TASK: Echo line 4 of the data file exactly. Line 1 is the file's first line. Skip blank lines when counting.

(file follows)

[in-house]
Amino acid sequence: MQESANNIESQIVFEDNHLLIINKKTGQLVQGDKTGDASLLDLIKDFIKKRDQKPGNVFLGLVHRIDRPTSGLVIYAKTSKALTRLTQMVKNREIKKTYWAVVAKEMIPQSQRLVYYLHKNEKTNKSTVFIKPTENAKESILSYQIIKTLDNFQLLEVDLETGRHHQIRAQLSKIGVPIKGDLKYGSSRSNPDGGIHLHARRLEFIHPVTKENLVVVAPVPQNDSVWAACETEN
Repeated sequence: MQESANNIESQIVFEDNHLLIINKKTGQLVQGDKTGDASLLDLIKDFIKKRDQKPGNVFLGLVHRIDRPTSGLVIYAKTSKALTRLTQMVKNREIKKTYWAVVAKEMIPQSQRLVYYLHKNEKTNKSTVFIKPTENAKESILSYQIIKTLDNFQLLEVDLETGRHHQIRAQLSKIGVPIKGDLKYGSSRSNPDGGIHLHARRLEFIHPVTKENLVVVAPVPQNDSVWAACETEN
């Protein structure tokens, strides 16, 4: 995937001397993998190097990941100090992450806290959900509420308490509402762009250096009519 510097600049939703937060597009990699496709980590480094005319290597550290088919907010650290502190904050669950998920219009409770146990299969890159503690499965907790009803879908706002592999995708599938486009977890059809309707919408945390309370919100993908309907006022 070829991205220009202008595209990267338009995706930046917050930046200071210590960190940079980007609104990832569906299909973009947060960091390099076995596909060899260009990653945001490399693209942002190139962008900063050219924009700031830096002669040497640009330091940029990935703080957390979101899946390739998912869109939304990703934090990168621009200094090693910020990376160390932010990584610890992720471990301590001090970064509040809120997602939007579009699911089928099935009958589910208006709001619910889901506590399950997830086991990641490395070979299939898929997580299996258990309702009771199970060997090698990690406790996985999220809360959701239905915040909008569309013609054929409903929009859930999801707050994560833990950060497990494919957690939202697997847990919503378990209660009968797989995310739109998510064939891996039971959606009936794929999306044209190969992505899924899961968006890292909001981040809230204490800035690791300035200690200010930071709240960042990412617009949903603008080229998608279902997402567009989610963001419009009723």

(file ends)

């Protein structure tokens, strides 16, 4: 995937001397993998190097990941100090992450806290959900509420308490509402762009250096009519 510097600049939703937060597009990699496709980590480094005319290597550290088919907010650290502190904050669950998920219009409770146990299969890159503690499965907790009803879908706002592999995708599938486009977890059809309707919408945390309370919100993908309907006022 070829991205220009202008595209990267338009995706930046917050930046200071210590960190940079980007609104990832569906299909973009947060960091390099076995596909060899260009990653945001490399693209942002190139962008900063050219924009700031830096002669040497640009330091940029990935703080957390979101899946390739998912869109939304990703934090990168621009200094090693910020990376160390932010990584610890992720471990301590001090970064509040809120997602939007579009699911089928099935009958589910208006709001619910889901506590399950997830086991990641490395070979299939898929997580299996258990309702009771199970060997090698990690406790996985999220809360959701239905915040909008569309013609054929409903929009859930999801707050994560833990950060497990494919957690939202697997847990919503378990209660009968797989995310739109998510064939891996039971959606009936794929999306044209190969992505899924899961968006890292909001981040809230204490800035690791300035200690200010930071709240960042990412617009949903603008080229998608279902997402567009989610963001419009009723």